Lilblu, I don't know if you are even still following this thread.  But if you are, and you want some help formulating a response, here is a suggestion.  As others have said, use either the response card if they sent one, or any piece of stationery, or a greeting card.  Write something like,
"Dear Cousin Lulabelle,
Thank you for the lovely [or just "your"] invitation.  Unfortunately, I will be unable to attend.  I look forward to meeting Dagwood someday.  My best wishes for a lovely day and for a long and happy life together.
Love [or "yours" or "sincerely" or "fondly" or whatever feels right, or nothing at all],
Lilblu

As for a gift, decide if there are any family dynamics that you care about that outweigh your anti-gift beliefs, and make your decision accordingly.  Either giving or not giving a gift is fine.  I know there are many who don't like charitable contributions as gifts, but in my community they are very common, so maybe that would work for you as a sort of compromise with yourself in this situation -- provided you are very careful to choose a charity you are sure they would like.

If this feels unsatisfying to you because you aren't getting something in there about your beliefs about weddings, gifts, or her motives, then I don't think that you are going to find the help you need here.

Yes! 100% yes!
This is how I feel but couldn't articulate as well as you did  :)
Thank you.
Title: Re: Giving A Gift Is Against My Beliefs - What Do I Do?
Post by: whatsanenigma on March 16, 2014, 08:40:48 PM
Here's where I think some of us are getting confused.  In her original (and only) post, Lilblu wrote both
Quote
My understanding is that etiquette rules dictate that I am supposed to give her a gift even though I am not going to the wedding.
and
Quote
They might perceive my lack of a gift as being rude when in fact that is not the case.

I appreciate that there is a difference between a violation of etiquette and rudeness -- they aren't coextensive (i.e., there are etiquette violations that are incorrect but not rude, and there is rudeness that is technically correct).  But Lilblu is giving herself credit for understanding the difference, while unkindly assuming that her cousin does not:
Quote
Personally, I think it's rude of them to expect a gift.
There may well be more facts to support that assumption, but she hasn't shared them with us, so all we're left with is her making, without any discernible reason, the unkindest possible assumption about the motives of relatives she says she doesn't even know well anymore and a fiance she doesn't know at all.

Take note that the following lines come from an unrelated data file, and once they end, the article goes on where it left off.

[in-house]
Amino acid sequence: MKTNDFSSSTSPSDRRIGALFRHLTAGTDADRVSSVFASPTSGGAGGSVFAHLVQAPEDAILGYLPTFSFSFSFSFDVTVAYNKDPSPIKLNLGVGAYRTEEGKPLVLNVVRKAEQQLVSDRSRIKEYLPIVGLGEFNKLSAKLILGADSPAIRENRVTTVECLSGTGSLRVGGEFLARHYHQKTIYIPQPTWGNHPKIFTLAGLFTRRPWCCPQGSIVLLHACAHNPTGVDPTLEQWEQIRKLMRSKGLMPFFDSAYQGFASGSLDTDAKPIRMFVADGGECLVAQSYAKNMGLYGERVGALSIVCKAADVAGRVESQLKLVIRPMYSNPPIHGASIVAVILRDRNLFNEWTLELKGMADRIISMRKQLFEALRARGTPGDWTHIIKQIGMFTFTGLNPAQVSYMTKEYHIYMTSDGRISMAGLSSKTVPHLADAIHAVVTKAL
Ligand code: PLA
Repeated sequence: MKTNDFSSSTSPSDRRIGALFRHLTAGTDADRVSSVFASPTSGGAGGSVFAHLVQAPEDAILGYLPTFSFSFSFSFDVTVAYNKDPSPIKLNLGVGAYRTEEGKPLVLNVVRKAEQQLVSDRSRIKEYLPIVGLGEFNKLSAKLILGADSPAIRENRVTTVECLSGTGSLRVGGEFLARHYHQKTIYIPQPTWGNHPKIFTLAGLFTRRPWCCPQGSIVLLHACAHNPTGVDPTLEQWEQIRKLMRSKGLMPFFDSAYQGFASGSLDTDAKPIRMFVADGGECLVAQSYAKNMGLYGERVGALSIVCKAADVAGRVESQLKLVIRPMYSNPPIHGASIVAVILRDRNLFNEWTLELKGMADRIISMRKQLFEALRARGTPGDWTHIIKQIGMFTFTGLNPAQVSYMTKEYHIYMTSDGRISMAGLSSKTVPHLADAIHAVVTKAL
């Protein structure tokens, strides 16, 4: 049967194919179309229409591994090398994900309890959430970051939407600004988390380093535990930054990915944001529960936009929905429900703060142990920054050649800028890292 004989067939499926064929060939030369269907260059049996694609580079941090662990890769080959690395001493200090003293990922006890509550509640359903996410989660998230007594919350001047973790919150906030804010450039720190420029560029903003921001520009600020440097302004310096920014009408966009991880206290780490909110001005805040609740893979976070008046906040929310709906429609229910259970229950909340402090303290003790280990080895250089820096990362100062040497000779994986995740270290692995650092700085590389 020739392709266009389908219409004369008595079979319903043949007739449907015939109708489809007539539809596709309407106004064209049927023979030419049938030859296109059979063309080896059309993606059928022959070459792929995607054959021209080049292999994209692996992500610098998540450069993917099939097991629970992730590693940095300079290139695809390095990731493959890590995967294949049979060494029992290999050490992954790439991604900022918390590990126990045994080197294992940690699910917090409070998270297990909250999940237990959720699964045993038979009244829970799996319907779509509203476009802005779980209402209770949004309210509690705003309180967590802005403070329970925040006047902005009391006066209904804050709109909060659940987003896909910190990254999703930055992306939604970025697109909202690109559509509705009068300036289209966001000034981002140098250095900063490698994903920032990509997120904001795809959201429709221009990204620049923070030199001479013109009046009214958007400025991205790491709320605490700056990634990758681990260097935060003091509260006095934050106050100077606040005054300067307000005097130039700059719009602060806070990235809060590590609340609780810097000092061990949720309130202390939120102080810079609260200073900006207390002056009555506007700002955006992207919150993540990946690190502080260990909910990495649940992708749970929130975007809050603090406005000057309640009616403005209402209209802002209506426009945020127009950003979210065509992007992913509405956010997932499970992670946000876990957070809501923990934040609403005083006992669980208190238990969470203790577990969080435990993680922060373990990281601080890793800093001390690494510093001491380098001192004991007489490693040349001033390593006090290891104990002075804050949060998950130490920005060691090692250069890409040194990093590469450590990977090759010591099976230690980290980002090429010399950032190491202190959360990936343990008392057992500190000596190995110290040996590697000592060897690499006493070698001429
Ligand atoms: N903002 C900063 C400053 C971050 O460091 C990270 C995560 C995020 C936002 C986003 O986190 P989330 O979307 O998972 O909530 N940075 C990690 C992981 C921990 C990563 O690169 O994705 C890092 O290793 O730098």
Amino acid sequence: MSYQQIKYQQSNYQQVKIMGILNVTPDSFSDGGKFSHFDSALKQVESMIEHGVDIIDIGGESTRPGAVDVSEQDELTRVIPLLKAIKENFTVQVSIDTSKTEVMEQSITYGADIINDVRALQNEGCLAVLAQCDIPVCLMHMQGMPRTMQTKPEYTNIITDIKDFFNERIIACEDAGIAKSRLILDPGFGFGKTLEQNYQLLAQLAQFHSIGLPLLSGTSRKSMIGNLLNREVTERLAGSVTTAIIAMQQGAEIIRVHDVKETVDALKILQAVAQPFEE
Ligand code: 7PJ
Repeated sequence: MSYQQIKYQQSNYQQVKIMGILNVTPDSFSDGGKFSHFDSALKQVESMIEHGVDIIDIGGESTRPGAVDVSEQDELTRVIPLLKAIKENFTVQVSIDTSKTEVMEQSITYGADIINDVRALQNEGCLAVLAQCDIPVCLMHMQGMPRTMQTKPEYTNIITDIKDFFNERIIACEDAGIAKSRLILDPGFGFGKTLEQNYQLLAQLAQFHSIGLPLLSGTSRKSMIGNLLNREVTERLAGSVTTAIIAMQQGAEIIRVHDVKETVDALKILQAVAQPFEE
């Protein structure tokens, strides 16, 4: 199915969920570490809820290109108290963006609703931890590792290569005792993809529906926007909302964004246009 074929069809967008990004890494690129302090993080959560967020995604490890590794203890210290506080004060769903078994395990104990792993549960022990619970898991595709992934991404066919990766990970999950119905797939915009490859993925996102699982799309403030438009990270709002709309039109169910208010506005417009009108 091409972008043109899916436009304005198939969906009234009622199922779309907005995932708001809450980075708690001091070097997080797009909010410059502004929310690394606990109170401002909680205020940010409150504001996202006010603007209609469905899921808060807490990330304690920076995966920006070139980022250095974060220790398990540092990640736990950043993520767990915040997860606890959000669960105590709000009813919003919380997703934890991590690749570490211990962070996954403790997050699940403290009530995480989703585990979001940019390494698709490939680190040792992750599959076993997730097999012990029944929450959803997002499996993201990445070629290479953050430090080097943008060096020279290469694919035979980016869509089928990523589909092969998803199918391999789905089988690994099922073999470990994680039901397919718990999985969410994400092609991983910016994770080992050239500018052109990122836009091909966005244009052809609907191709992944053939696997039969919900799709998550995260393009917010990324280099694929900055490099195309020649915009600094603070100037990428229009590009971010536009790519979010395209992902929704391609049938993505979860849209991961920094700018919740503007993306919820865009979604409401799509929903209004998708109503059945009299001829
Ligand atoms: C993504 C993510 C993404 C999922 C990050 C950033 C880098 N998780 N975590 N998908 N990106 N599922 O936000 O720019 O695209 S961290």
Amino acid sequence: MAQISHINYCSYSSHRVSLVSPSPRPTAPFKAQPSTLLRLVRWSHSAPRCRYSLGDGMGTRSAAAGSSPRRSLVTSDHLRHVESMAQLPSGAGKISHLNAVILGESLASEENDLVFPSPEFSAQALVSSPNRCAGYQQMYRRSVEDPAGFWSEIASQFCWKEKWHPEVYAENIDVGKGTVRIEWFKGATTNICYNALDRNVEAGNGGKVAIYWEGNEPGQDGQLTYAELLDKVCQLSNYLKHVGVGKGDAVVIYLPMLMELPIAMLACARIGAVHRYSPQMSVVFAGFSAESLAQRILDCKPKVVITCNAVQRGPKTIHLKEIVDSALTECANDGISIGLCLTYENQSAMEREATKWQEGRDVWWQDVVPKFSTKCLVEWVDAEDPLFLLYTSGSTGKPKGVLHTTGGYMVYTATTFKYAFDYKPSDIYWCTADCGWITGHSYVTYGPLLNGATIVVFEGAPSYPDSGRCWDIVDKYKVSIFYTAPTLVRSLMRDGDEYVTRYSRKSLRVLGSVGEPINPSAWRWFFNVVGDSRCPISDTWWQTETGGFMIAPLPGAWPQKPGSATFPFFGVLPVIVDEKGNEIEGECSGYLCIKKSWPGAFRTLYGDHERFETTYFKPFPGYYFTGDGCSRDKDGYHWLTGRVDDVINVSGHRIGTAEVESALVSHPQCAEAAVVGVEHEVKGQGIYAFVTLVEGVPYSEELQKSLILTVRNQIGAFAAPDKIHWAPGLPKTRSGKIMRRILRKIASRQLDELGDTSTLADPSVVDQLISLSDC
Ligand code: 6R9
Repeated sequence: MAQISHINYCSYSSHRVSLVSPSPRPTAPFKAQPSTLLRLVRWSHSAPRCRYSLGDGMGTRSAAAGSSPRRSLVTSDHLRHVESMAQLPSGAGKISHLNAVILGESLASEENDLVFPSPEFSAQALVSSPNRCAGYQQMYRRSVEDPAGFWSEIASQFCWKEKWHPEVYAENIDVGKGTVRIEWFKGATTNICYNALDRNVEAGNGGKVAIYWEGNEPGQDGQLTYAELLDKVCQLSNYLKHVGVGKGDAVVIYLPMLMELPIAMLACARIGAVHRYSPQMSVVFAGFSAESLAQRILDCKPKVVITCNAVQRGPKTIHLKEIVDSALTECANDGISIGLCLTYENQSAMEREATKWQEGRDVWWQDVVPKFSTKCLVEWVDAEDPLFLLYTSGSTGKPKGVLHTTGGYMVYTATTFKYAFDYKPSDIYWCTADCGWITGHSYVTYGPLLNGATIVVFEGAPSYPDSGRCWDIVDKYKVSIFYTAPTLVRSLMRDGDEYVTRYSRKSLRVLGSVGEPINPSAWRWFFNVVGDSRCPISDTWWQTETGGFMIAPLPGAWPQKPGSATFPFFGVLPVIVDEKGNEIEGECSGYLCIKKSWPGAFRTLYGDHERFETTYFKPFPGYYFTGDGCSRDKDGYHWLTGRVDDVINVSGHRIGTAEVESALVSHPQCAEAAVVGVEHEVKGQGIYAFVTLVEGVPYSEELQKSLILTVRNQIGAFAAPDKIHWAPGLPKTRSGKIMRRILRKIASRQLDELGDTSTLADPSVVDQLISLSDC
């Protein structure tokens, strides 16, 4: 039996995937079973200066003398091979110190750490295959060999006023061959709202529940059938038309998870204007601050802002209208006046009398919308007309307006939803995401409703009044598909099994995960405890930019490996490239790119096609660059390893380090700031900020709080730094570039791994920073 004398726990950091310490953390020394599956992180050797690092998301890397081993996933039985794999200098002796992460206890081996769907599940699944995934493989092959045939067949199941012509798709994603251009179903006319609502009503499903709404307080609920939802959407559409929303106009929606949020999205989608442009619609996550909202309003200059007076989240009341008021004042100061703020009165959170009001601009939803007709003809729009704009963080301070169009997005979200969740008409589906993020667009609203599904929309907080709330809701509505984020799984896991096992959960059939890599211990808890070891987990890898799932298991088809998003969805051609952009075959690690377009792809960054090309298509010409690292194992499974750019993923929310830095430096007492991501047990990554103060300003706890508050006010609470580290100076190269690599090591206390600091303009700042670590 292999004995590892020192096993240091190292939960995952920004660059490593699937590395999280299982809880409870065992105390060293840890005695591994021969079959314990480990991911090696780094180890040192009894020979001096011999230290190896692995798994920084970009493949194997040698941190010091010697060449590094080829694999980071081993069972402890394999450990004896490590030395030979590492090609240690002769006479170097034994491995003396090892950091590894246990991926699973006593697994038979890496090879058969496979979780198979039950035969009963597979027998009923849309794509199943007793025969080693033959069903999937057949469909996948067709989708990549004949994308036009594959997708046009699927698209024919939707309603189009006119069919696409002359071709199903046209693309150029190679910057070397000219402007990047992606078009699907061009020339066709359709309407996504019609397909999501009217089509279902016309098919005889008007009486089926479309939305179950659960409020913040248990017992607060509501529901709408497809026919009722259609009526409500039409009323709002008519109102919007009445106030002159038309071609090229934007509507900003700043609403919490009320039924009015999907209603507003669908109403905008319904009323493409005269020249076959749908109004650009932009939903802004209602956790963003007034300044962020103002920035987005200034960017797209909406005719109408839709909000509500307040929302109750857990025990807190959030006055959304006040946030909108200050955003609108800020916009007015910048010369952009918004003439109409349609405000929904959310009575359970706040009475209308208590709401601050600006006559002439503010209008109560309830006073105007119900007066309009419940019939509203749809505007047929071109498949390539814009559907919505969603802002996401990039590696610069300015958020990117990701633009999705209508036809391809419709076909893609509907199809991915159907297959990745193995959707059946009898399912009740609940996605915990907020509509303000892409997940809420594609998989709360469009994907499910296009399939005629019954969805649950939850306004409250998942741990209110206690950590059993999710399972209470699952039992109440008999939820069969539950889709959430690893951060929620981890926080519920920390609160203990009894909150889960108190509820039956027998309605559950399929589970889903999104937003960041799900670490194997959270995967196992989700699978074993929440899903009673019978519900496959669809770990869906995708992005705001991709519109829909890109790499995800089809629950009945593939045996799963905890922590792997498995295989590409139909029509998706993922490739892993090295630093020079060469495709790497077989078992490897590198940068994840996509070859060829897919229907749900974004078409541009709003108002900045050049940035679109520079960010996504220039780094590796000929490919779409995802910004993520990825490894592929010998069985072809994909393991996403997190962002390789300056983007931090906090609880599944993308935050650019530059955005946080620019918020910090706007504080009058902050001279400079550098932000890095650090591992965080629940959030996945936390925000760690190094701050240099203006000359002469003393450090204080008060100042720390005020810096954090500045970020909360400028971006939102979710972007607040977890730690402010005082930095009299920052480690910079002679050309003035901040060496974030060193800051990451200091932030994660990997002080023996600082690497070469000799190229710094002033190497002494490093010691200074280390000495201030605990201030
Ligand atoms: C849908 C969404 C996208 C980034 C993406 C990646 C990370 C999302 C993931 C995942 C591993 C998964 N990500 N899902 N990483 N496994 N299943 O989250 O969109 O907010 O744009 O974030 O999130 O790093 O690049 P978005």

Now, to stick up for Lilblu, she isn't making this up out of whole cloth.  Right here on eHell, we have seen that a few -- not all -- authorities do (or did) say that even if you don't attend, you should send a gift for every wedding invitation (at least "real" invitations, not courtesy or mass invitations) you receive.  I don't agree with that, but we have seen it.  But to logically extend that to "Therefore, as those issuing the invitations know that their guests will be thus obliged, every wedding invitation is always fairly viewed as a demand for a gift" is just ridiculous: by definition, then, all wedding invitations would then be rude.  (Unless, I guess, they say "no gifts please," which wouldn't be rude but would be incorrect -- see above!  :))  And it may be that, perhaps because of the beliefs she referenced, that is exactly the logic Lilblu wants etiquette to follow, and therefore brand all weddings and invitations as rude.

I can't help but feel that the real reason for this post was to try to get eHell sanction for using the occasion to communicate to her relatives her feelings about weddings, gifts, and perhaps their motives in sending her the invitation.   And that is simply not okay -- and come to think of it, it wouldn't be okay even if she knew for sure that they really did expect a gift from her.  She is more than entitled to her beliefs, and I am not saying she isn't right -- maybe she would persuade us all, who knows.  But that's not the point -- whether you are right or wrong, you just don't use the occasion of a wedding or an invitation to criticize or question others' beliefs.  If you get an invitation to a flat earth seminar or anti-puppy festival, just politely decline.